Since he observed, for many years, only his own children, Piaget assumed that their development was typical. He therefore assigned preoperational thinking to very early childhood; concrete operations to the elementary school years, about ages 6 to 11 or 12; and the start of formal operations to puberty or early adolescence.

As it happens, there are great variations in development, depending to a large extent upon an individual's experiences and stimulation, and probably upon brain development as well. A large number -- perhaps a majority -- of adults still function at concrete operations in at least some areas.

And that's another issue: even people who spend much of their cognitive lives at the highest levels of thought -- theoretical physicists, for instance -- probably don't use formal operations all the time. Certain issues, such as dealing with their parents, may present emotional barriers to thinking in critical or logical ways. In reality, few of us are able to turn the full force of our intellect on everything we encounter.

Piaget saw cognitive development as a process of increasing differentiation (understanding how things, people, events, ideas, etc. differ from one another) and increasing integration (understanding the connections among all those different things, people, etc.) The mechanism of that process is set off by a person coming into contact with something that doesn't match his view of reality.

Someone in this situation has two options: he can ignore the new phenomenon, and simply continue seeing the world as he always has; or he can try to make sense of the world in a different way in light of the new reality he has seen. It may take many encounters with reality to start a change in perception, especially if cognitive development means leaving behind some basic belief. Some people simply are unable ever to see anything that doesn't agree with their preconceptions.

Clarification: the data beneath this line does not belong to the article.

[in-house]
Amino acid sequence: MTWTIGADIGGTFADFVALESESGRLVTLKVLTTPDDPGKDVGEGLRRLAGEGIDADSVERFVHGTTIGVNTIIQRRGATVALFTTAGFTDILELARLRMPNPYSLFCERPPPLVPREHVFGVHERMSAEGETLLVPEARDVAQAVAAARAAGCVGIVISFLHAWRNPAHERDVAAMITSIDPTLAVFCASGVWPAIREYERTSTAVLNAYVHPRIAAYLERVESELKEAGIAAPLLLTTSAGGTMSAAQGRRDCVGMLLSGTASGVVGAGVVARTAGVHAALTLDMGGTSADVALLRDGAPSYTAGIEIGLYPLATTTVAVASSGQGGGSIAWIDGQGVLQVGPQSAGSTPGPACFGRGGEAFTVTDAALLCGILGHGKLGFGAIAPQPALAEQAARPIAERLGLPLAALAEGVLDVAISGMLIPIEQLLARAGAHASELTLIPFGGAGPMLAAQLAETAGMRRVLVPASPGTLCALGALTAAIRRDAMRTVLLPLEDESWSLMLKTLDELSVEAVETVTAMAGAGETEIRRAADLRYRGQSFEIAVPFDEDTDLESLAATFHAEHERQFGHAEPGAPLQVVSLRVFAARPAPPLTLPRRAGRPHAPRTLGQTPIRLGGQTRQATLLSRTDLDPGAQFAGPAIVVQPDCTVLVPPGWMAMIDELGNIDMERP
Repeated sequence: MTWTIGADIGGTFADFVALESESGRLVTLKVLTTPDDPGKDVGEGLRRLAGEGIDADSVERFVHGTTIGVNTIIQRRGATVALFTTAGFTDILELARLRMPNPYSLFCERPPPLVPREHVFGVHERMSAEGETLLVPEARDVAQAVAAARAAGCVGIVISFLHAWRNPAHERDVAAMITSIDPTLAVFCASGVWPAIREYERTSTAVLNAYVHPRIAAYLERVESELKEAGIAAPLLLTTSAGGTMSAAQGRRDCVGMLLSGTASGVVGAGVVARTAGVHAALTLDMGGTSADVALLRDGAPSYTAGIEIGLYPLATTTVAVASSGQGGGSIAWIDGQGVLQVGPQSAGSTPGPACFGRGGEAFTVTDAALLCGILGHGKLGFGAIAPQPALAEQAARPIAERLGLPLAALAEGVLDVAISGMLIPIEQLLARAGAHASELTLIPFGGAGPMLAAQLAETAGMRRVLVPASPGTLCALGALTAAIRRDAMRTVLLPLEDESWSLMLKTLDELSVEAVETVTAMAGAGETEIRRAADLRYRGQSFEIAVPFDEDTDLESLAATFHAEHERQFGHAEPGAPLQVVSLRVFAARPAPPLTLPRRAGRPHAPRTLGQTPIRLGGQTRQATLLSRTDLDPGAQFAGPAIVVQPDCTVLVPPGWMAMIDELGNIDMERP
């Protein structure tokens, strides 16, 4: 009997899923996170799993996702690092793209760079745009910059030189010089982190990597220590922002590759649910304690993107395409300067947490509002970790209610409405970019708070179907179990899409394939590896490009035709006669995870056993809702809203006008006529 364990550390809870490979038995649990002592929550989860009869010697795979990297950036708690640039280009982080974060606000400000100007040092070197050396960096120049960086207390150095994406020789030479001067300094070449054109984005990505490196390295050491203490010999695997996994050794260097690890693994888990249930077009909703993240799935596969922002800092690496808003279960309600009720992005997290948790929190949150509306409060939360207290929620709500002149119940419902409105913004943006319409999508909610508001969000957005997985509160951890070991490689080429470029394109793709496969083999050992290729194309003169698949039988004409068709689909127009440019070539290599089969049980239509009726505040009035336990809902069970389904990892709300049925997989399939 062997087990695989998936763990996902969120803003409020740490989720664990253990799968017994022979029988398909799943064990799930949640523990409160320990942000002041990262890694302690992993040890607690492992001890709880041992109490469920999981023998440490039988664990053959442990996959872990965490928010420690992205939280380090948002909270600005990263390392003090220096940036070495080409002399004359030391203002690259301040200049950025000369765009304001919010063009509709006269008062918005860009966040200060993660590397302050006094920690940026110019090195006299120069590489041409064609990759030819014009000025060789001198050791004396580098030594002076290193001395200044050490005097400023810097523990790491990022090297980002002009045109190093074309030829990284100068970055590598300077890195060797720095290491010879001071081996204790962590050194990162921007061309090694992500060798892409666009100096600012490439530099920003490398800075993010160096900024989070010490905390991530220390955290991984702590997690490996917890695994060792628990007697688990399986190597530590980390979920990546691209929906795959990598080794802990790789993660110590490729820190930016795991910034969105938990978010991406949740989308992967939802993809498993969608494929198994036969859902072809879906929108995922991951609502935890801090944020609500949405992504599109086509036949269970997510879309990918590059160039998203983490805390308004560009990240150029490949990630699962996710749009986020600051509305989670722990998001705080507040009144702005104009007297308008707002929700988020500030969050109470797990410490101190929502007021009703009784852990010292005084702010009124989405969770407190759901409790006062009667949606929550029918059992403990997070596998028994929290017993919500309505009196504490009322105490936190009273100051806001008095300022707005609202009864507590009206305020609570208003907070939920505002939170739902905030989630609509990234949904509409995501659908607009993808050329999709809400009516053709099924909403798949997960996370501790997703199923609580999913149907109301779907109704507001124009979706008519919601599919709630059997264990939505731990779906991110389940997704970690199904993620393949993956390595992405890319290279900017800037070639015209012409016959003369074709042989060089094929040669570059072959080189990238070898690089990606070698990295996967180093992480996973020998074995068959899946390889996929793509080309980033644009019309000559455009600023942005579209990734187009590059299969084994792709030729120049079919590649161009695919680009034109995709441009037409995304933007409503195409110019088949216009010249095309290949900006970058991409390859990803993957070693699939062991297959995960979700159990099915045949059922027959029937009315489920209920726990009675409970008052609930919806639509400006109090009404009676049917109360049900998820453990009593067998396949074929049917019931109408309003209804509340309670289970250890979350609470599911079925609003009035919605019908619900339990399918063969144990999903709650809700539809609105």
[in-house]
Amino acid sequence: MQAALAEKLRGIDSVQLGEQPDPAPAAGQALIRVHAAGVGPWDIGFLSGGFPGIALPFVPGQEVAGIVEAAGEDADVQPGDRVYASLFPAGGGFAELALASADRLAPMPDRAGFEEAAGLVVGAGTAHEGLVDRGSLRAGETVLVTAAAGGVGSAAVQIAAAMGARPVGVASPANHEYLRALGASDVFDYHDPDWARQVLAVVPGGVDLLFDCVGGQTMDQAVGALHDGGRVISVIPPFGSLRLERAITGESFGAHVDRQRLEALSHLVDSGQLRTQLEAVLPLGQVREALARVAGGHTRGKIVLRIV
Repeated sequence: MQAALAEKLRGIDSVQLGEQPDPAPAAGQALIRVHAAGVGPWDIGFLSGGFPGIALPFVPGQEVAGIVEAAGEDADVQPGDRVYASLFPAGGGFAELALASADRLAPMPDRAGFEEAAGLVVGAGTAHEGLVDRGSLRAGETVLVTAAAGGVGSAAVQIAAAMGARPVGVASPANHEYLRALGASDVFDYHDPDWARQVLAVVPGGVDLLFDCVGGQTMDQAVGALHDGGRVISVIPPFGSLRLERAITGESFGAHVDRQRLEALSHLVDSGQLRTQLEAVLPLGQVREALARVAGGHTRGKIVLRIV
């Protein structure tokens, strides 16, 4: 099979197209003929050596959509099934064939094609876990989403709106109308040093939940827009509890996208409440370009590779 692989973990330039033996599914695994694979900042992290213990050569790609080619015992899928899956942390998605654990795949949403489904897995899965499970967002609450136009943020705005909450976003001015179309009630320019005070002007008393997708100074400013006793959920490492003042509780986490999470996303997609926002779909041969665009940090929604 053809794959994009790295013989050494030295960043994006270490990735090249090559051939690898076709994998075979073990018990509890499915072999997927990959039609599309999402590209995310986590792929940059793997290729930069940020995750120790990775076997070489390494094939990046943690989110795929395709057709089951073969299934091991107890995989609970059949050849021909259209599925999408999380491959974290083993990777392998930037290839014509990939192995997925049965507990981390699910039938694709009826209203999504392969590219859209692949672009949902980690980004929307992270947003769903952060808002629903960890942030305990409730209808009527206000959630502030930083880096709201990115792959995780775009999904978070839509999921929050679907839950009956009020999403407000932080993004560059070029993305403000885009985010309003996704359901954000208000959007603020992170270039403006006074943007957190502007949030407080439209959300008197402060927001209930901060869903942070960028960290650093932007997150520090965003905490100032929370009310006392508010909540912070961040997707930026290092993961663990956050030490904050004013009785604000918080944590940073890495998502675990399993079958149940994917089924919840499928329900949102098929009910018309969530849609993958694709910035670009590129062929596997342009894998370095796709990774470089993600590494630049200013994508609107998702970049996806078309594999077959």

Although textbooks tend to present this material as if changes happened abruptly, in fact change is going on all the time. People's thinking may get more sophisticated in some areas, but not others, which brings us to another theory of cognitive development.

Howard Gardner sees Piaget as looking at only one part of cognitive functioning. Gardner finds eight aspects of intelligence, rather than just one:

  • Logical-mathematical (what he believes Piaget was examining)
  • Verbal (speaking and writing ability, learning languages, etc.)
  • Interpersonal (relations with others)
  • Intrapersonal (understanding of self)
  • Spatial (ability to see, understand, and use spatial relationships, including talent for painting and the other visual arts)
  • Kinesthetic (physical and athletic ability)
  • Music
  • Environmental (Being able to recognize patterns in one's environment)

According to Gardner, each of these aspects is separate from the others. Different aspects develop at different rates in different people, so that some who are far advanced in, for instance, music at an early age, may still have very little interpersonal capacity. This is one way of explaining those theoretical physicists we mentioned earlier: some of their intelligence's are highly developed, while others are not.

For the most part, at least in the past century, schools and the society at large have valued the logical/mathematical and verbal abilities, while paying little attention to the others. If Gardner is right, his theory has major implications for education, as he himself has written. We should be stimulating children in all areas, so that they can become adults who are competent in every aspect of intelligence.